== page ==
Complications...

It must be understood that the complications which may result from LASIK surgery are many. Some are a component of the risk undertaken in having the surgery performed, some result from inadequate screening, some result from an error by the surgeon and some from a malfunction of a device used in the surgery. It is, frequently, difficult to identify the causation, in part because the medical community is not always forthcoming in their assessment of post-surgical complications and, in part, because some complication can have multiple causation, some legally actionable and some not.  The first step in assessing any claim of malpractice is to determine the cause of the problem. This benefits the client even if it is determined that malpractice has not occurred as once causation has been accurately determined a treatment plan may become possible.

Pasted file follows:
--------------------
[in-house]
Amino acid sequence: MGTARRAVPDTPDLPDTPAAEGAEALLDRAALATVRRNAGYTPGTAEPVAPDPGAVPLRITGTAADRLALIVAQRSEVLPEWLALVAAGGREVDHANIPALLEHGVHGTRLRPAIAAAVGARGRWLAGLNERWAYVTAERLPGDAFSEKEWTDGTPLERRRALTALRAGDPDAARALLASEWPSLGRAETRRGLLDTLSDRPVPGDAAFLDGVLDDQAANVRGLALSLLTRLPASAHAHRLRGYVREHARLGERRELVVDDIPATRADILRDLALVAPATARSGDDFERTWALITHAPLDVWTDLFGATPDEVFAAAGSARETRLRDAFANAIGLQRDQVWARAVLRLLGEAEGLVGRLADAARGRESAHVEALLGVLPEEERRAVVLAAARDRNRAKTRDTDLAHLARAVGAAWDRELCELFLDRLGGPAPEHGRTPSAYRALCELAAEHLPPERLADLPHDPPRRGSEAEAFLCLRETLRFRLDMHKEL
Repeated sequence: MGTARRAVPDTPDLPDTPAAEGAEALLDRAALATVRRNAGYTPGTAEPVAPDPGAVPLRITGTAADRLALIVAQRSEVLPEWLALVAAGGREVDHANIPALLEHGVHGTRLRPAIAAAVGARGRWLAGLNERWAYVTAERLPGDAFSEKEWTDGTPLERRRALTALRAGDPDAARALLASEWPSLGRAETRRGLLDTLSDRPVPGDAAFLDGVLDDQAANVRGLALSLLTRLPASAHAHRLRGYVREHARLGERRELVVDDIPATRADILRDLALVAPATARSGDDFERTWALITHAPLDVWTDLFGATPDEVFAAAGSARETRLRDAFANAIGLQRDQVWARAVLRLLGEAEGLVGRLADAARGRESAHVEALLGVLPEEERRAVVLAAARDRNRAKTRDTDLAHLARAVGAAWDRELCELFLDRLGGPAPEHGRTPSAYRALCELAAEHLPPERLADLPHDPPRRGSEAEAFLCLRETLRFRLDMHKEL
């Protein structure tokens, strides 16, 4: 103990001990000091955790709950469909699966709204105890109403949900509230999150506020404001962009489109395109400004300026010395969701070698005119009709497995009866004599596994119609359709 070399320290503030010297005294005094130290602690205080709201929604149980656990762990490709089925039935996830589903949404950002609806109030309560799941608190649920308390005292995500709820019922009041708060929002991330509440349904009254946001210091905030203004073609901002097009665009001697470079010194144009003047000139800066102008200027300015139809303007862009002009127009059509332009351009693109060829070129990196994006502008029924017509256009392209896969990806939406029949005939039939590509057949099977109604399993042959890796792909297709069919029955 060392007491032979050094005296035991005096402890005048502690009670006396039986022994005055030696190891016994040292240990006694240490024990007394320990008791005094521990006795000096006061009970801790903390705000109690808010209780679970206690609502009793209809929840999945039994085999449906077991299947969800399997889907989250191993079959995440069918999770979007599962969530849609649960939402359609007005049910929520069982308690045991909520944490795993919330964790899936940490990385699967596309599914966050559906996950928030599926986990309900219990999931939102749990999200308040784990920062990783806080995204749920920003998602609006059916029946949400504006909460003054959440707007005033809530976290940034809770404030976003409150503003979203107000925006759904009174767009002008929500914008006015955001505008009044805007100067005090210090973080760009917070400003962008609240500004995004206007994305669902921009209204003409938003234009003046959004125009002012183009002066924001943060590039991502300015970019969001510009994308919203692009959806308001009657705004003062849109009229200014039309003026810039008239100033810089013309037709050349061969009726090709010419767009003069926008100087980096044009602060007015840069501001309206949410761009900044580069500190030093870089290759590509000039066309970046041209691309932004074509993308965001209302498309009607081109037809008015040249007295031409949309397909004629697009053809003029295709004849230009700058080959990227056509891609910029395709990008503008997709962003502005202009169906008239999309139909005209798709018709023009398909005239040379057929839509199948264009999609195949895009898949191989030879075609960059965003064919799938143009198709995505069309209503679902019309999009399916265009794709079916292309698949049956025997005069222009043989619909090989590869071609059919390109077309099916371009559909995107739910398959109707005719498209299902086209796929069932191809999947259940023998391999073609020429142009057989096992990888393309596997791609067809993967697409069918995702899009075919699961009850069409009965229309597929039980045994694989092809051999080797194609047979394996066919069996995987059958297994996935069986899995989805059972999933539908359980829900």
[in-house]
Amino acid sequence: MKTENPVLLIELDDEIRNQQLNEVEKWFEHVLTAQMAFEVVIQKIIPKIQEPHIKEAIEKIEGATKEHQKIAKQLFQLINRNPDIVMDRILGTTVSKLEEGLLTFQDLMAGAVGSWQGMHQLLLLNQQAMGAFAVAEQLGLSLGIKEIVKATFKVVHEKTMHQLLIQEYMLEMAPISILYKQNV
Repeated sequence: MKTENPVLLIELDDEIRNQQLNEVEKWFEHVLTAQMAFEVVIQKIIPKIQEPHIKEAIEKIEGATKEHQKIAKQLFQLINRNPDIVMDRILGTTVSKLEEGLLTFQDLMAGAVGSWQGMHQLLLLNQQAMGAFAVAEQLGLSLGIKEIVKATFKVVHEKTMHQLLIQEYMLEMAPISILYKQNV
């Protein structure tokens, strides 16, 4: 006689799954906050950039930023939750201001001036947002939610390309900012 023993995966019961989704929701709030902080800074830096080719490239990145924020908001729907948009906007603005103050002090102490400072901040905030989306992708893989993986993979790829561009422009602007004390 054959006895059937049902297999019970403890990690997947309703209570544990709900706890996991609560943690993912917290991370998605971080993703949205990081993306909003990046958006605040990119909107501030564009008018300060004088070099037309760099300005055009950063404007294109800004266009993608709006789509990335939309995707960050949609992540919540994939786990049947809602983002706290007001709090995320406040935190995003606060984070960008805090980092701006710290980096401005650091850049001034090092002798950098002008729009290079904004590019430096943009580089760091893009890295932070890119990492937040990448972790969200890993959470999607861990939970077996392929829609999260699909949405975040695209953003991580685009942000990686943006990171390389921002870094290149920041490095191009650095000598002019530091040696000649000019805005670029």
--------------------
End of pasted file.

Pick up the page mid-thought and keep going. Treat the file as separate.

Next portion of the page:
LOSS OF VISION

LASIK surgery can possibly cause loss of vision or loss of best corrected vision. This can be due to infection or irregular scaring or other causes, and unless successfully controlled by antibiotics, steroids or other necessary treatment, could even cause loss of the infected eye. Vision loss can be due to the cornea healing irregularly which could add astigmatism and make wearing glasses or contract lenses necessary and useful vision could be lost. Glasses and contact lenses cannot correct many of the post-surgery complications experienced by post refractive patients. It is also possible that you may not be able to successfully wear contacts after LASIK.

VISUAL SIDE-EFFECTS